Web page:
In the last 100 years, 'Terra Australis Incognita', the 'Hidden Southern Land', has been slowly unveiling its secrets after spending a lifetime in forbidding silence. It's 14 million square kilometres of ice and snow is described as being the driest, coldest and windiest place in the world. Yet, undeniably, this cruel continent commands an air of awesome significance and supreme beauty.
On the southern most tip of Ross Island, located on the edge of the Ross Ice Shelf on the Antarctic continent, is Scott Base, established in 1957 to support New Zealand's participation in the International Geophysical Year scientific research programme. Since then it has been continuously occupied by scientists and support staff. Other bases have been established including Vanda Station on the shores of Lake Vanda in the Dry Valley region of Victoria Land on the Antarctic continent proper, and at Cape Bird on the northern tip of Ross Island, 100 kilometres from Scott Base. The seasons govern the population and the work carried out but always the base is manned.
24c - Geological Research - at Shapeless Mountain.
New Zealand geologists have for many years conducted study programmes of the Beacon Supergroup rock formations of Shapeless Mountain and Mt Fleming at the head of the Wright Valley in the Dry Valley's region of Antarctica.
Studies carried out by New Zealanders in the Ross Dependency have led to a great variety of fossil discoveries. These remnants are evidence of the likely measure of mineral deposits they can expect to find in this land.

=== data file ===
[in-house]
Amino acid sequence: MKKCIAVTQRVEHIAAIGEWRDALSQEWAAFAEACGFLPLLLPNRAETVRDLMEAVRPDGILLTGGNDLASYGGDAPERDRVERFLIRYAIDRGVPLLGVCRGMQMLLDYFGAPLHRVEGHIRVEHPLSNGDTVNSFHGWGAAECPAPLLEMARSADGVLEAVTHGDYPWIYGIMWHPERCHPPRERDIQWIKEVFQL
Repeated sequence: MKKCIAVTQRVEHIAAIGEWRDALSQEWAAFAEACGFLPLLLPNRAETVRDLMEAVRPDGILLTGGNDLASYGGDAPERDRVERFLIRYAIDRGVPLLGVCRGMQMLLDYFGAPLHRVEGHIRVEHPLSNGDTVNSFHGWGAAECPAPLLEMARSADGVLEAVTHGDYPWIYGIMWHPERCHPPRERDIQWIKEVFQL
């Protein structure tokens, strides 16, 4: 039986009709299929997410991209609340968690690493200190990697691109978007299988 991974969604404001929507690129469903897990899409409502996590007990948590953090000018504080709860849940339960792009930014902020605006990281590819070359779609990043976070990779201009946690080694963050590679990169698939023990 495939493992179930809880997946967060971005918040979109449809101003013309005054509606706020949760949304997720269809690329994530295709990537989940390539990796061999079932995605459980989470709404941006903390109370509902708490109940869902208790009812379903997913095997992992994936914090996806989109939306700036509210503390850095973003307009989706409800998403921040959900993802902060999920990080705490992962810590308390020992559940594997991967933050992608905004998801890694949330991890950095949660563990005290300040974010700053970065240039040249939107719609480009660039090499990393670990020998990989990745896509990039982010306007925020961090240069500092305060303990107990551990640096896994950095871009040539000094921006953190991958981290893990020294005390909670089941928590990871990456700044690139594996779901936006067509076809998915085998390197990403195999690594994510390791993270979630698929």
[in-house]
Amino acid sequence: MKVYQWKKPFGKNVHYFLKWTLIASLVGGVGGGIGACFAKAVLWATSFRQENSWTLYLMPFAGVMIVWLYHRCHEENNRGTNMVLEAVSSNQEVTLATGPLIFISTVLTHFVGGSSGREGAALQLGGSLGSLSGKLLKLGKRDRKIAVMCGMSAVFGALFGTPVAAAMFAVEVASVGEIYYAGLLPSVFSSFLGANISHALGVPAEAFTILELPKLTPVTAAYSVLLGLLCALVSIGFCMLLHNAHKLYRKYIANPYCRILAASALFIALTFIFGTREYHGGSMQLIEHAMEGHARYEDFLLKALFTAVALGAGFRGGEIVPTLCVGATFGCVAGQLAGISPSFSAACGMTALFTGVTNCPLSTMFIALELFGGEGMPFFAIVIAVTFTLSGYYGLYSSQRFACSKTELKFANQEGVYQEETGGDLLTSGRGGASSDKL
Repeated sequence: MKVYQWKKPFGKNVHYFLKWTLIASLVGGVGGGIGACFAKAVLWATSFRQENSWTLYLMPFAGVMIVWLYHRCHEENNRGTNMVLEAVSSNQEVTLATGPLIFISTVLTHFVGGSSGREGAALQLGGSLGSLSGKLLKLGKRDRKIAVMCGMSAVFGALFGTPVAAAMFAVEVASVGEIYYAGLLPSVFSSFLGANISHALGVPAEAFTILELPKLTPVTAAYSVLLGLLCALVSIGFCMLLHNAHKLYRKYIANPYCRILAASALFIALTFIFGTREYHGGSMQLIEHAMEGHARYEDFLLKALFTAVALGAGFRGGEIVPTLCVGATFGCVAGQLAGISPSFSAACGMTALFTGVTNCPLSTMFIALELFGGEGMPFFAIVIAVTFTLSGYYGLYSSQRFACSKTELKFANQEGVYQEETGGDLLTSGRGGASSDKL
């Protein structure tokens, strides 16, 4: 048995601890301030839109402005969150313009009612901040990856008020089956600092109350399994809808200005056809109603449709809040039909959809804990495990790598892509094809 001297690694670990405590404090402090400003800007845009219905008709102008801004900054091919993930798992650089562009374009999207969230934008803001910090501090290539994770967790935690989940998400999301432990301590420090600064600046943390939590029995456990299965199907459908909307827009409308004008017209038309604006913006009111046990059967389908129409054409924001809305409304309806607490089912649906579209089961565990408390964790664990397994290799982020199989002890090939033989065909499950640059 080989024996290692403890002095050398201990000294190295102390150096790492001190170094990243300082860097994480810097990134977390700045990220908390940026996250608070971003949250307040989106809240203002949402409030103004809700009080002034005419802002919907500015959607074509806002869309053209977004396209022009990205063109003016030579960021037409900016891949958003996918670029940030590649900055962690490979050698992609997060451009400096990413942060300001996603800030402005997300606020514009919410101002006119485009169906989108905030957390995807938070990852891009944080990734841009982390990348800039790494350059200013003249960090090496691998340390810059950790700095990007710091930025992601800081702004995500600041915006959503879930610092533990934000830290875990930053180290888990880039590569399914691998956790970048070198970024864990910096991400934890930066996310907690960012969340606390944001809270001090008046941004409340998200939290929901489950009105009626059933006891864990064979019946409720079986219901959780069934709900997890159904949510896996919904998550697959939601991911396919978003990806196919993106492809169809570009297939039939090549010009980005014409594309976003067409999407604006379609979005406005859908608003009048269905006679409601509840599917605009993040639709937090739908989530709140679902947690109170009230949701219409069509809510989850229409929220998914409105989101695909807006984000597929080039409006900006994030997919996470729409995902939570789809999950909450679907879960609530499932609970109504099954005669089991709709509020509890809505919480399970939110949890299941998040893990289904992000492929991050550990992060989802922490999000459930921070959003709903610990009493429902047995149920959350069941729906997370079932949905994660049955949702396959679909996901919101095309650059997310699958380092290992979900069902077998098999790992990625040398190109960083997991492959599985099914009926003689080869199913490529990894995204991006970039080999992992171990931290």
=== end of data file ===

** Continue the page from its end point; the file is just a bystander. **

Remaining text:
40c - Biological Research - Seal Colonies.
New Zealand scientists have contributed to extensive research into seal colonies. These colonies abound in the Ross Dependency and in the coastal areas of Ross Island.
58c - Glaciological Research - 'Winkle' Drilling.
'Winkle' drilling equipment has been used by scientists for a drilling programme in the Lower Taylor Valley. Core samples obtained from drill holes ranging in depth between 80 and 120 metres have, after analysis, added considerably to the geological knowledge and climatic history of the region.
70c - Meteorological Research.
Both New Zealand's Scott Base and Vanda Station in the Dry Valley's region of Antarctica conduct important meteorological studies. These include daily climatic observations along with continuous wind, temperature, pressure and solar radiation recordings. These observations provide data which is regularly transmitted to the New Zealand Meteorological Service.
1984 Antarctic Research Miniature Sheet.
I really like this miniature sheet. It shows an NZRAF C-130 Hercules being unloaded on the ice near Scott Base. Nice mixture of modern transport equipment with a dog team in front.
First Day Cover showing all four values.
Miniature Sheet on a First Day Cover.
This is not a FDC but just an example of the 70c value on a cover being sent from Kumeu, North/west of Auckland to Sussex in England. Of course, this is possible because this issue is a normal New Zealand stamp issue but if it had been a Ross Dependency issue then the stamp would have been invalid for postage in Kumeu.
Plate block set for this issue.
Four nice clean plate blocks, one of each value, showing the bottom left corner selvedge with the designer and printer.
1984 24c Antarctic Research Plate Block of 8 stamps.
1984 40c Antarctic Research Plate Block of 8 stamps.
1984 58c Antarctic Research Plate Block of 6 stamps.
1984 70c Antarctic Research Plate Block of 6 stamps.
A quantity of the miniature sheets were overprinted with 'National Youth Philatelic Exhibition' cross the top and a penguin on either side to support the Stampex '85 National Youth Philatelic Exhibition which was held in Christchurch from the 29th of August to the 1st of September 1985. The quality of the overprint is quite variable n quality.
|Date of Issue:||1 February 1984|
|Designer:||R M Conly, Waikanae|
|Printers:||Cambec Press, Australia|
|Stamp Size:||42mm x 30mm|
|Sheet Size:||100 stamps per sheet|
|Perforation Gauge:||13.6x 13.2|